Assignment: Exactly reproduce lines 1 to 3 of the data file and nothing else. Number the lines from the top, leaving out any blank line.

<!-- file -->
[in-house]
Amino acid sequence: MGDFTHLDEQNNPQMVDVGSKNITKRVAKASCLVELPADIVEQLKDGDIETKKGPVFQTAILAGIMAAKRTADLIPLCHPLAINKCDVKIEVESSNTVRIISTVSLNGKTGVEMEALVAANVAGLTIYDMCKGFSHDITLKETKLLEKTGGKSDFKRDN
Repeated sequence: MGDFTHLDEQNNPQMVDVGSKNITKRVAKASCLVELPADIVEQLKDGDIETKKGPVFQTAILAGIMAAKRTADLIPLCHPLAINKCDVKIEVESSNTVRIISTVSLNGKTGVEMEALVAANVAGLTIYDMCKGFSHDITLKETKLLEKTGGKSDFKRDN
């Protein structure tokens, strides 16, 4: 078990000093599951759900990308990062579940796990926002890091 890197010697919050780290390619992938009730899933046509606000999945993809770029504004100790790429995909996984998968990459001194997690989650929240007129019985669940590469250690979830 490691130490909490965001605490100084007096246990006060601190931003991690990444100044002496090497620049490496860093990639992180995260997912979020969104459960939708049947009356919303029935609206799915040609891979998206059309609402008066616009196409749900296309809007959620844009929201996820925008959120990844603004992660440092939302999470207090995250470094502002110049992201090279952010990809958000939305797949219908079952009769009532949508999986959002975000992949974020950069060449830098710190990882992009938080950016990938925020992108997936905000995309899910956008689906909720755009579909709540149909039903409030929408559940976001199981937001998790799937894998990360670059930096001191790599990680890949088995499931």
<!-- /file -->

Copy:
[in-house]
Amino acid sequence: MGDFTHLDEQNNPQMVDVGSKNITKRVAKASCLVELPADIVEQLKDGDIETKKGPVFQTAILAGIMAAKRTADLIPLCHPLAINKCDVKIEVESSNTVRIISTVSLNGKTGVEMEALVAANVAGLTIYDMCKGFSHDITLKETKLLEKTGGKSDFKRDN
Repeated sequence: MGDFTHLDEQNNPQMVDVGSKNITKRVAKASCLVELPADIVEQLKDGDIETKKGPVFQTAILAGIMAAKRTADLIPLCHPLAINKCDVKIEVESSNTVRIISTVSLNGKTGVEMEALVAANVAGLTIYDMCKGFSHDITLKETKLLEKTGGKSDFKRDN